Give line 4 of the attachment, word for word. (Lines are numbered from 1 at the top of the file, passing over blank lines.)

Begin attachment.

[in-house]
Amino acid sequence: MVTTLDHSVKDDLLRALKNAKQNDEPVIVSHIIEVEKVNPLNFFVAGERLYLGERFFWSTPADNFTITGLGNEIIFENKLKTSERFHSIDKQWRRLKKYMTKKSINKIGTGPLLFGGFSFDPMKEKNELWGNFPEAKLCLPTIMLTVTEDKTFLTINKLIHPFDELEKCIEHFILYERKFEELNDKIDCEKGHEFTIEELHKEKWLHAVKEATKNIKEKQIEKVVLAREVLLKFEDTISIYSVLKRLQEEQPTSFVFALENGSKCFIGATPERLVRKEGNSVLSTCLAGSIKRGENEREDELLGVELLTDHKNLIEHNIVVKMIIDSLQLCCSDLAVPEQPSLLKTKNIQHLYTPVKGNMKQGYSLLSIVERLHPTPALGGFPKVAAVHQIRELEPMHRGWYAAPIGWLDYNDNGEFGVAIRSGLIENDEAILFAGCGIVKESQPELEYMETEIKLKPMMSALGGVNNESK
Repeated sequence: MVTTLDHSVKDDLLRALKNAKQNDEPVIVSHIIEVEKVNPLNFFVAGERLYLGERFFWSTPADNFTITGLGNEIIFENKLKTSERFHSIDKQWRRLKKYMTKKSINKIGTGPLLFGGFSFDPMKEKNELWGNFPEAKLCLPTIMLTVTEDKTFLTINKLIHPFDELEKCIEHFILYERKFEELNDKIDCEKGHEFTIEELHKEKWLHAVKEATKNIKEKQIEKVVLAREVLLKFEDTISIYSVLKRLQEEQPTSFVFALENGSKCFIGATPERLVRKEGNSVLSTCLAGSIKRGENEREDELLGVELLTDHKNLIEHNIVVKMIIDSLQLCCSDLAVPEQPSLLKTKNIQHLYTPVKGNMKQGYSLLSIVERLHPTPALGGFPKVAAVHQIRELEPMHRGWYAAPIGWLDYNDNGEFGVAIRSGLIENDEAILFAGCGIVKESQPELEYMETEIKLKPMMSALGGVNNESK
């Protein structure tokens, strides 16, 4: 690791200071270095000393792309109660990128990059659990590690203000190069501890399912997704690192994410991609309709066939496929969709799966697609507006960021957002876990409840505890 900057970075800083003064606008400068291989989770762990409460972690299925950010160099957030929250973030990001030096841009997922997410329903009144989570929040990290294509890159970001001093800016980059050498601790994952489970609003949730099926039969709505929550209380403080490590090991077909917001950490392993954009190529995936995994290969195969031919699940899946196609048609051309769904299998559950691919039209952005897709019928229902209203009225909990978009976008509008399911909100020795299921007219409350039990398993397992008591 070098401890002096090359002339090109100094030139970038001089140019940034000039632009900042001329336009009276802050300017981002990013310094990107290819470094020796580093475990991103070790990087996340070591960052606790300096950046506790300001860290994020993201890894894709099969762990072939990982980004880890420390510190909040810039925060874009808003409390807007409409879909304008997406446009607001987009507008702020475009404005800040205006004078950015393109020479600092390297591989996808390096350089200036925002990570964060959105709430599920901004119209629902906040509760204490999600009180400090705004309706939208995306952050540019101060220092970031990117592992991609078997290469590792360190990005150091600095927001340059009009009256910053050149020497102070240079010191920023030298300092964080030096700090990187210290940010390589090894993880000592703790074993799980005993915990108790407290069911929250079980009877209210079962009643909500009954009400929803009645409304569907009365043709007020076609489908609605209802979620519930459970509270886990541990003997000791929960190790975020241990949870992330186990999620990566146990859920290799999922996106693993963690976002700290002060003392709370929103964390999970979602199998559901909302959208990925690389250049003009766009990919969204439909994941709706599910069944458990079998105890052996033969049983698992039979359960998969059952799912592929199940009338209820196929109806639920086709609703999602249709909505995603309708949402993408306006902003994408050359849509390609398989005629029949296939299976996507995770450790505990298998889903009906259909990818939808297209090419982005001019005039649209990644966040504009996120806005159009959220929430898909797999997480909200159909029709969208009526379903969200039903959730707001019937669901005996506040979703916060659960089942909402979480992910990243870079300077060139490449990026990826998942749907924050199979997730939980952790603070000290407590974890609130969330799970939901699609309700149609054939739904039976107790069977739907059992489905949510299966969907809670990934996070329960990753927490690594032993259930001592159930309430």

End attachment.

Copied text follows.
């Protein structure tokens, strides 16, 4: 690791200071270095000393792309109660990128990059659990590690203000190069501890399912997704690192994410991609309709066939496929969709799966697609507006960021957002876990409840505890 900057970075800083003064606008400068291989989770762990409460972690299925950010160099957030929250973030990001030096841009997922997410329903009144989570929040990290294509890159970001001093800016980059050498601790994952489970609003949730099926039969709505929550209380403080490590090991077909917001950490392993954009190529995936995994290969195969031919699940899946196609048609051309769904299998559950691919039209952005897709019928229902209203009225909990978009976008509008399911909100020795299921007219409350039990398993397992008591 070098401890002096090359002339090109100094030139970038001089140019940034000039632009900042001329336009009276802050300017981002990013310094990107290819470094020796580093475990991103070790990087996340070591960052606790300096950046506790300001860290994020993201890894894709099969762990072939990982980004880890420390510190909040810039925060874009808003409390807007409409879909304008997406446009607001987009507008702020475009404005800040205006004078950015393109020479600092390297591989996808390096350089200036925002990570964060959105709430599920901004119209629902906040509760204490999600009180400090705004309706939208995306952050540019101060220092970031990117592992991609078997290469590792360190990005150091600095927001340059009009009256910053050149020497102070240079010191920023030298300092964080030096700090990187210290940010390589090894993880000592703790074993799980005993915990108790407290069911929250079980009877209210079962009643909500009954009400929803009645409304569907009365043709007020076609489908609605209802979620519930459970509270886990541990003997000791929960190790975020241990949870992330186990999620990566146990859920290799999922996106693993963690976002700290002060003392709370929103964390999970979602199998559901909302959208990925690389250049003009766009990919969204439909994941709706599910069944458990079998105890052996033969049983698992039979359960998969059952799912592929199940009338209820196929109806639920086709609703999602249709909505995603309708949402993408306006902003994408050359849509390609398989005629029949296939299976996507995770450790505990298998889903009906259909990818939808297209090419982005001019005039649209990644966040504009996120806005159009959220929430898909797999997480909200159909029709969208009526379903969200039903959730707001019937669901005996506040979703916060659960089942909402979480992910990243870079300077060139490449990026990826998942749907924050199979997730939980952790603070000290407590974890609130969330799970939901699609309700149609054939739904039976107790069977739907059992489905949510299966969907809670990934996070329960990753927490690594032993259930001592159930309430």